Figures relating to the value of Swiss watch exports for June 2013 have revealed an annual decline of 3.1%, with gold watches recording a double-digit drop. However, the UK faired well with its Swiss watch imports for June totalling CHF85.2 million (£59.3m), up 15.2% on 2013.
The latest figures from the Federation of the Swiss Watch Industry (FH) showed that in June, Swiss watch industry exports, were worth CHF1.9 billion (£1.3bn), which was a 3.1% drop on the results for June 2012. However, despite the year-on-year decline, the FH said that the results were close to those in May this year, even though there had been a distinctly more unfavourable base effect. The FH also highlighted that the reduction is partly due to the fact there was one less working day in the month than in June 2012. In the context of the first half of 2013, watch industry exports reported near-zero growth – up 0.8% to CHF10.2bn (£7.1bn).
A drop in value has been attributed to gold watches in both May and June. For June, gold watches reported a double-digit fall. The value of gold wristwatch exports dropped by 12.9% from June 2012 to CHF617.4m (£429.7m). Steel watches and bimetal pieces countered the gold drop with significant growth. Worth CHF678.5m (£472.3m) in value, steel watches were up by 3.6%. The FH said that steel watches remained stable compared to June 2012. It added: “The total number of timepieces exported was influenced by the categories of other materials and other metals, which were distinctly lower.”
In terms of the price brackets of watches, the FH reported that trends remained similar to those recorded in May. Only models with an export price of between CHF200 (£139) and CHF500 (£348) were found to have achieved growth, which was said to be 20%. Watches below CHF200 (£139) fell by 14.8% in volume terms. Luxury watch exports were fewer with watches priced at more than CHF500 (£348) falling by 3.4%, in value terms.
The FH said that most of the main markets for the Swiss watchmaking industry reported a decline in June. Hong Kong and the US were found to have experienced an annual fall, compared to June 2012, with the Hong Kong’s Swiss watch imports totalling CHF343.2m (£238.9m), which was down by 15.3% on 2012, while the United States was at CHF189.4m (£131.8m), equaling a drop of 3.1% on the year before. It was a different story for China with its Swiss watch imports at CHF124.4m (£86.6m), a 10.6% climb on 2012. The FH said: “After falling for six months, China benefited from a favourable base effect to show a higher result”.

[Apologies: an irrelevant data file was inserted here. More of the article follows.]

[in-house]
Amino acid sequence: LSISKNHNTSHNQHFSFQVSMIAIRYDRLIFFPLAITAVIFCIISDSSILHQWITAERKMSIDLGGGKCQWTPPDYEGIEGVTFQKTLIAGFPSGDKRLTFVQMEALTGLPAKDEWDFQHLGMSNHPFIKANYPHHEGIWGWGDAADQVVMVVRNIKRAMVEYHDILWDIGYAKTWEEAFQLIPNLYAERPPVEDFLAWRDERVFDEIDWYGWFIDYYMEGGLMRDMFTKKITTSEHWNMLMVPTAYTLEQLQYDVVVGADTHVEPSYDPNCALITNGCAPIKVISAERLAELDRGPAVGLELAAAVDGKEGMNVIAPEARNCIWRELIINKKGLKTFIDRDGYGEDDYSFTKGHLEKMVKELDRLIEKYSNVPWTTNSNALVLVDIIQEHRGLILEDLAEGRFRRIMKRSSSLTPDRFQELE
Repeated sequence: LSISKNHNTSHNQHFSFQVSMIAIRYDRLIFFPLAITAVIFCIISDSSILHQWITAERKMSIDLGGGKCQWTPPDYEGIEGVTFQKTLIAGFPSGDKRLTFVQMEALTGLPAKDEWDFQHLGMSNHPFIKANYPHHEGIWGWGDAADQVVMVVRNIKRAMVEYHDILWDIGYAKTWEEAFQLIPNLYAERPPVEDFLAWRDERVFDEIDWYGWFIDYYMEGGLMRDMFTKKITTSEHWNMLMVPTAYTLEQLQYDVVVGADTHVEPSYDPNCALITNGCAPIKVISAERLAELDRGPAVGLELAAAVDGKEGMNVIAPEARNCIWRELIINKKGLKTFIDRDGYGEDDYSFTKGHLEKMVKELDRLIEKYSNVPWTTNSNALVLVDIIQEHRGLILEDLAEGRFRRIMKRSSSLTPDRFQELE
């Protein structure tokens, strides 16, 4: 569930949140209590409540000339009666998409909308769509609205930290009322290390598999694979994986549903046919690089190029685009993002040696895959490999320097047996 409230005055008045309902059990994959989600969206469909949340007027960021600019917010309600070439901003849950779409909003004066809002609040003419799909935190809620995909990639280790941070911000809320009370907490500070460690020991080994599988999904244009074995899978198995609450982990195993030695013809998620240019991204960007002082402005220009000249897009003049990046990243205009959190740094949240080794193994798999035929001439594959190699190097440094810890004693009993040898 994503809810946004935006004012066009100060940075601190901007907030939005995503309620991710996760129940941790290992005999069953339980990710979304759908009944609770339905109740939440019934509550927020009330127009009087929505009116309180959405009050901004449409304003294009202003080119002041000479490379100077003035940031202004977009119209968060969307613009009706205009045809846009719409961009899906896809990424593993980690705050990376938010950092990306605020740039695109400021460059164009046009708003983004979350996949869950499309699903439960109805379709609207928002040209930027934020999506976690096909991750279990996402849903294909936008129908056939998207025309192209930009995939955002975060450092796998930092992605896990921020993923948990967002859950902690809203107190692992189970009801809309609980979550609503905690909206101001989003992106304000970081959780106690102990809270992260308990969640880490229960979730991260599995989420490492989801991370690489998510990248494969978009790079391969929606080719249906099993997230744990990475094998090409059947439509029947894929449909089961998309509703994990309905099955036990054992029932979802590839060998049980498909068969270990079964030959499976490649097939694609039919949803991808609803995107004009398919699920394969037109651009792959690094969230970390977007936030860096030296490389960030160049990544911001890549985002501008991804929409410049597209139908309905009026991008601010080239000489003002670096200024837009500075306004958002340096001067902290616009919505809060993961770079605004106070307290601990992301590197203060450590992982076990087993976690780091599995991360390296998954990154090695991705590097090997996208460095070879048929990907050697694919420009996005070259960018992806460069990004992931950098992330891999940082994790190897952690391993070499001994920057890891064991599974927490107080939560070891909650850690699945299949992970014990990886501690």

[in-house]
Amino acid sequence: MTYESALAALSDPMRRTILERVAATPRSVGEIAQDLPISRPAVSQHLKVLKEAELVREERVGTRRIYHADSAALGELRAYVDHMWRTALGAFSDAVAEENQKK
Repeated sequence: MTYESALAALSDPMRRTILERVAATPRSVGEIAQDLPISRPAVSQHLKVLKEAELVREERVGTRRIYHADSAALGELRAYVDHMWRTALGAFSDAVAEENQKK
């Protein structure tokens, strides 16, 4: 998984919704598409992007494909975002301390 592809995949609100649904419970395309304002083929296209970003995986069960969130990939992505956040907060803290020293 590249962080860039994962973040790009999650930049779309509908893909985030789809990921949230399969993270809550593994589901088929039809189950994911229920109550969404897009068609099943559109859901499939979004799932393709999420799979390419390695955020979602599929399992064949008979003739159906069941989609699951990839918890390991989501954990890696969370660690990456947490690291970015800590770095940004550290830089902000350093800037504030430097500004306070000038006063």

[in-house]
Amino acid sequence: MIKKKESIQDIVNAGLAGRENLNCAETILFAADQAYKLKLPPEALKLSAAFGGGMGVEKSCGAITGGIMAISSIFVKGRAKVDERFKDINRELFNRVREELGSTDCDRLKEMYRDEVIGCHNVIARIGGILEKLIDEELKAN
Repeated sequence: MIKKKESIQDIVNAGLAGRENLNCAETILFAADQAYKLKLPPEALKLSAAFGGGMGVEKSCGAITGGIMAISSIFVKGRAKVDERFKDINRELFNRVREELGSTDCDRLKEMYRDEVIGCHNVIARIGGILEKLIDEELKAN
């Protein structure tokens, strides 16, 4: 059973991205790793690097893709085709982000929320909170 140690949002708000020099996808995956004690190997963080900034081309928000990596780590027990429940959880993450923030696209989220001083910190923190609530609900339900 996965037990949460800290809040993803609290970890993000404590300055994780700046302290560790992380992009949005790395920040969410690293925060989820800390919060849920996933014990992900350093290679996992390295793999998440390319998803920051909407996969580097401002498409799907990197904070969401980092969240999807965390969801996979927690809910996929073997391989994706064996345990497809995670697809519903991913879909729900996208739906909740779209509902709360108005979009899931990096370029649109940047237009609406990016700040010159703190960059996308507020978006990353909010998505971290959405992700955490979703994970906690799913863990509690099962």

Meanwhile, although Europe reported its first fall in two years, with a small 0.8% drop, the Swiss watch imports to the UK totalled CHF85.2m (£59.3m), a growth in annual demand of 15.2%, and a growth of 50.1% on 2011. The UK was in 9th position in export value, compared with 29 other countries. Other markets that demonstrated value growth were Bahrain with a 100.1% climb from 2012, Russia was up 56.7% and Belgium recorded a 52% increase.
Separately, the Swiss parliament passed a bill in June confirming that watches will only be able to use the term Swiss made if 60% of the value originates in Switzerland.
A bill has now been passed, which means that the authorities will be able to drive forward plans to strengthen the Swiss-made label in the watch industry.
The “Swissness bill” has been six years in the making, involving numerous discussions and adaptations, and has now finally been passed as law in both parliament houses.
Previously, the watch industry had complied with a 40-year-old directive that said that at least 50% of the value of the watch movement, not including the strap, case, glass and dial, must be Swiss.
Talking about the law, FH president Jean-Daniel Pasche said that the FH has been consistently involved in the ongoing process and that it backs and applauds the decison.
This story originally appeared in the August issue of WatchPro. To view a digital version of the book click here.